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Marcin Maciejowski, Costume. Tadeusz Kantor. Teatr Cricot. 1974, oil on canvas, 2005, 160x180 cm
Marcin Maciejowski

Friday, December 9, 2005 - Saturday, January 14, 2006

Leo Koenig Gallery
545 West 23rd Street, New York, NY Tel: 212.334.6255

New paintings by the Polish artist Marcin Maciejowski can be seen in his first solo exhibition in New York at the Leo Koenig Gallery. Born in 1974, and graduated in 2001 from the Graphic Art Department of the Krakow Academy of Fine Arts, Maciejowski was a founding member of Grupa Ladnie (The Pretty Group), a student collaborative that garnered attention for incorporating the geography and social fabric of the city. Grupa Ladnie presented their work in unusual locations such as empty suburban lots, city billboards and historic landmarks. The artists also created fanzines, comics, magazines, and compilation tapes to disseminate their work. Gruppa Ladnie soon gained international recognition, spawning the success of such artists as Wilhelm Sasnal, Rafal Bujnowski, and Marcin Maciejowski.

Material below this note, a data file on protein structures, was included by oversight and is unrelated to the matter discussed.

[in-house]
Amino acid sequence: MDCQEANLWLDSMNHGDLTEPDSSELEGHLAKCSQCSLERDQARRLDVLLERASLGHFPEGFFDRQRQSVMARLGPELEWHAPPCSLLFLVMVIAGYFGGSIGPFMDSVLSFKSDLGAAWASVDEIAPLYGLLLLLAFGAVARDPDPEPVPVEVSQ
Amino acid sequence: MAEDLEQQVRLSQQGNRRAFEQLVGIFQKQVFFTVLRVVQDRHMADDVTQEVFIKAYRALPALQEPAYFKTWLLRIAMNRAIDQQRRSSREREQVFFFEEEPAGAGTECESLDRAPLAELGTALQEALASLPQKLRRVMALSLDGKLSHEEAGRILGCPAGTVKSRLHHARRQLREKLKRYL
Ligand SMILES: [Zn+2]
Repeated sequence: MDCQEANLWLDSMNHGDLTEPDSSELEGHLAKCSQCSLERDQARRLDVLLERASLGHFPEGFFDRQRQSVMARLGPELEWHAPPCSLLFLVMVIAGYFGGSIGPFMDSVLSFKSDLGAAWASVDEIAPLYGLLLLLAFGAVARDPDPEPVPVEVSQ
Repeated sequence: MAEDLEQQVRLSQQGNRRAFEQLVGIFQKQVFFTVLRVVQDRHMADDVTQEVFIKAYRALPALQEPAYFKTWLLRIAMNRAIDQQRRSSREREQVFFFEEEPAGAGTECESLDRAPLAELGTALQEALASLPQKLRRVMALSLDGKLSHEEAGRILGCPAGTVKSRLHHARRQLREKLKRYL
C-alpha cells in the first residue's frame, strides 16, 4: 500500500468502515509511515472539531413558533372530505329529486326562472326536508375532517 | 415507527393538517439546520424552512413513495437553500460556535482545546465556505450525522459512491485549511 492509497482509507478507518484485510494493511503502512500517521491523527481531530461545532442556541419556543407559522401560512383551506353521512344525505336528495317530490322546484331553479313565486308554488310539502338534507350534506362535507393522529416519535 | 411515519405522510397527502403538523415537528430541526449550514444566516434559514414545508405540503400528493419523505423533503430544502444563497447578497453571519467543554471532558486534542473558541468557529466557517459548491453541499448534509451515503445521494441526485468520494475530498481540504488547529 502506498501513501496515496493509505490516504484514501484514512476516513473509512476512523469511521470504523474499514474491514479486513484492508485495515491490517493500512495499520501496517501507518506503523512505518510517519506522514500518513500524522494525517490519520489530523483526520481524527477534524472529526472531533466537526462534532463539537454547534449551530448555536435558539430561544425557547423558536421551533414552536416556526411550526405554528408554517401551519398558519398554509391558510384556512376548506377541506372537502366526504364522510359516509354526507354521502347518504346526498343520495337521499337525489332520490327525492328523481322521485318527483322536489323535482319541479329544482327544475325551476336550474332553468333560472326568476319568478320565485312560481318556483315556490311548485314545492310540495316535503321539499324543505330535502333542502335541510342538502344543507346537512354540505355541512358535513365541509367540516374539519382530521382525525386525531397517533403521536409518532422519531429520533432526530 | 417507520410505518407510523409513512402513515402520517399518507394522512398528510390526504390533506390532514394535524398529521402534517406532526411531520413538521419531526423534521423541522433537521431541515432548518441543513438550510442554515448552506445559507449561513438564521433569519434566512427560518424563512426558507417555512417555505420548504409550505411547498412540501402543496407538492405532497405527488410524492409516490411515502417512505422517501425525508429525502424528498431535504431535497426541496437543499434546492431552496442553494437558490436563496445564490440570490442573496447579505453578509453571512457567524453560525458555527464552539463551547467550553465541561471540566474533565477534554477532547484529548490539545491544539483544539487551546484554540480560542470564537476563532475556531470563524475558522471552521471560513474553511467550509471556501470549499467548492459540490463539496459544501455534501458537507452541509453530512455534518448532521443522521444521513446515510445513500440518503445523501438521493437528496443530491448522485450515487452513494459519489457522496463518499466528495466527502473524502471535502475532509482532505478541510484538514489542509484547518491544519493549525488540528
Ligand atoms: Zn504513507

Marcin Maciejowski's work, influenced by his study of Graphic Arts and printmaking, employs flat, two-dimensional imagery culled equally from the mass media, pop culture, and art history. For this series of paintings, the artist continues his exploration of male identity, religion, and public policy from a perspective that both highlights and transcends the Polish post-Soviet perspective.

Often blocky and matter-of-fact, the paintings in this exhibition present what at first glance may appear to be banal scenes from contemporary life, but they exude a delight in the sensual qualities of painting. In the works, scenes appear as if interrupted mid-sentence, or perhaps as snippets of stories wafting in and out of earshot at the neighborhood pub. There are a few clues as to what led up to the moment depicted, and no hints as to what may occur in the future. In this way, the paintings are a stream-of-consciousness communication, immersing the viewer immediately into a work that is at once familiar, and yet somehow different. A parallel experiential universe is uncovered, appealing to the viewer through oblique and sometimes absurd humor that belies an often stinging social critique.

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